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Monday, 13 February 2012
Page: 791


Mr RIPOLL (Oxley) (10:32): On behalf of the Joint Committee on Corporations and Financial Services, I present the committee's report, entitled Inquiry into Consumer Credit and Corporations Legislation Amendment (Enhancements) Bill 2011, incorporating additional comments together with evidence received by the committee.

In accordance with standing order 39(f) the report was made a parliamentary paper.

Mr RIPOLL: On 22 September last year the House referred the Parliamentary Joint Committee on Corporations and Financial Services an inquiry into the Consumer Credit and Corporations Legislation Amendment (Enhancements) Bill 2011. The committee's report was presented to the Speaker out of session on 2 December last year. As chair of that committee I am pleased now to be able to table the report here in the House. The bill furthers the government's commitment and good work, as well as the resolution of the Council of Australian Governments to introduce a national system of consumer credit regulation—something that has been due and waited for in this country for a very long time. COAG agreed that the new consumer credit system would address areas of concern with the operation of state and territory consumer credit laws and this bill does exactly that. It delivers on the commitment that Labor made to ensure that there was national, state and territorial consistency on consumer credit.

The bill proposes a new approach to the regulation of reverse mortgages, consumer leases and short-term lending, colloquially known as 'payday lending'. The bill also contains measures to assist borrowers to vary repayments under a credit contract in circumstances of financial hardship. In addition the bill introduces remedies for unfair and dishonest conduct on the part of creditors. The committee agrees that improvements are needed to address concerns with the regulation of these areas of consumer credit law and the government has worked hard to ensure that we have the best options put forward. The committee considers that the measures proposed further the objects of consumer protection and fully-informed market participation. However, in the course of the inquiry the committee identified areas where the operation of the proposed consumer credit laws could be further strengthened. To this end the committee has made 14 recommendations.

Much of the public debate regarding the bill has focused on the regulation of short-term loans in particular. It is to this matter that I draw the House's attention. The committee understands that the reforms are intended to balance consumer protection with the continued viability of the short-term lending sector, an industry which provides a valuable service to the community. The bill recognises that more can be done to protect consumers accessing short-term loans, but evidence presented to the committee was not conclusive that the measures proposed are the best means of securing necessary consumer protections while at the same time maintaining a viable short-term loan industry. The government has taken note of this and is working to ensure that we get the balance right between protecting consumers and making sure that an industry continues to survive. Accordingly, the committee recommends that the government undertake further consultation on the proposed regulation of short-term loans.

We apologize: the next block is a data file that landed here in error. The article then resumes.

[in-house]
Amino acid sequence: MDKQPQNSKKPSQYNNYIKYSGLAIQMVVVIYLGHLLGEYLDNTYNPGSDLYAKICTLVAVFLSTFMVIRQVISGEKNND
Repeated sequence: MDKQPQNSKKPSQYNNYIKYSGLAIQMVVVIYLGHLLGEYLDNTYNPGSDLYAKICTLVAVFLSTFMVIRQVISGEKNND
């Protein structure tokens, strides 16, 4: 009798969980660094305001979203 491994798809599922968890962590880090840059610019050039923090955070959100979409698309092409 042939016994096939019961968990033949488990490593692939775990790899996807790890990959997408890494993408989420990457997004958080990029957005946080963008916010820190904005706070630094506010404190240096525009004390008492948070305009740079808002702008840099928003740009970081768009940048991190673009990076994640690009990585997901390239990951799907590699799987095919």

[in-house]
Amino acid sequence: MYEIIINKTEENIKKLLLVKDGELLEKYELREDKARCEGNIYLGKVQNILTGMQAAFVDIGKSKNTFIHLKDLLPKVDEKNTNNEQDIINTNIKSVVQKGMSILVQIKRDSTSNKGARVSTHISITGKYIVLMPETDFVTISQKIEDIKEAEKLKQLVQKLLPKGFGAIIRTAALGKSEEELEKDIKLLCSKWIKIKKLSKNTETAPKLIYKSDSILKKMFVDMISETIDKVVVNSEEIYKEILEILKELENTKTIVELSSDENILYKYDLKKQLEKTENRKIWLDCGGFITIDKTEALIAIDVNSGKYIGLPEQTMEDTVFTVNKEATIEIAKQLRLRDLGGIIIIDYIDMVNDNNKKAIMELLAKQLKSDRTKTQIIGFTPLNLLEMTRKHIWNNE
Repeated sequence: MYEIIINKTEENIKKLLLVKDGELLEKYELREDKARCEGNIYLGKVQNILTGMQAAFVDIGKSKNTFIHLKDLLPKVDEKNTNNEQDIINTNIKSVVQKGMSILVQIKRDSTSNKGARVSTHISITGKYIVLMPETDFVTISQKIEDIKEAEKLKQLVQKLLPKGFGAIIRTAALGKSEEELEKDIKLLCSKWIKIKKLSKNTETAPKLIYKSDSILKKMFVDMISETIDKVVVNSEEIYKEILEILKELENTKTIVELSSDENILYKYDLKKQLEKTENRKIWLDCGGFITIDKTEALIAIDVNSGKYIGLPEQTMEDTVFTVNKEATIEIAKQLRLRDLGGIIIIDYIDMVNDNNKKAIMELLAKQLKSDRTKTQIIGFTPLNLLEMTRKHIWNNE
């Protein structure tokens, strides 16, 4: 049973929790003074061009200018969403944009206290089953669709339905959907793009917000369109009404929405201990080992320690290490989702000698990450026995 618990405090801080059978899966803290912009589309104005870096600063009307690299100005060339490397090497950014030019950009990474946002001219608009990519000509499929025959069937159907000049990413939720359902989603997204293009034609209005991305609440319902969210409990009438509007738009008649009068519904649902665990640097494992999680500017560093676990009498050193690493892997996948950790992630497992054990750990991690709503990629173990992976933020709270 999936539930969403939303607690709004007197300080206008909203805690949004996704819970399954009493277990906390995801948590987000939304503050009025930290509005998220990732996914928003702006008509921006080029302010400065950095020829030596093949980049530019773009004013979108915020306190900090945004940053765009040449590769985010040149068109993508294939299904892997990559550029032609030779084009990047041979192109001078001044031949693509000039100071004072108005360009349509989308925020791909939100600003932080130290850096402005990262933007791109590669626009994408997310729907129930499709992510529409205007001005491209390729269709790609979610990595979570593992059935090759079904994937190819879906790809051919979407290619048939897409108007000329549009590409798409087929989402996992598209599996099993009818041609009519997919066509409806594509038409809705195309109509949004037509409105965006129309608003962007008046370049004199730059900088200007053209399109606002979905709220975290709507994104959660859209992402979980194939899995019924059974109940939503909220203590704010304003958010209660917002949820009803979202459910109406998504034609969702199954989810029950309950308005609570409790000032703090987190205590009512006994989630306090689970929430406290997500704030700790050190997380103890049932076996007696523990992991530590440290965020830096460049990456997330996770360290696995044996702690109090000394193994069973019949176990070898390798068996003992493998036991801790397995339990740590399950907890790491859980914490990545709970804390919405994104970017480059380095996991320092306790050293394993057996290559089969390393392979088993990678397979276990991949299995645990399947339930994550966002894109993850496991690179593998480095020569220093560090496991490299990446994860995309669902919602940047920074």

In conducting the inquiry, the committee received 53 submissions and it held one public hearing, during which the committee heard from 19 different organisations. I want to express my thanks for the good work of the committee secretariat and acknowledge the continuing hard work of all the committee members, and particularly the deputy chair, Senator Sue Boyce, and all of those who participated.

This inquiry was important because it did look at a particular area of consumer credit that is controversial. There no question about that. People have differing views across differing jurisdictions, particularly when we refer to payday lending. Generally, it would be accepted by most people that it has a bad name and there certainly are some players in that sector of the market that do the wrong thing. That is less and less becoming the case, and with better regulation we will find we have a properly regulated, properly managed and professional sector that can provide a service for a gap in the market for people who find themselves in need of a short-term, small-amount loan. If it is done properly, if it is regulated properly and if consumer protections are in place, then both can coexist: consumers can have access to a service and access to credit and they can be protected against unscrupulous operators, and we will still have a viable sector. That was the intent of the committee of inquiry and of the work of all the committee members. I commend the report to the House.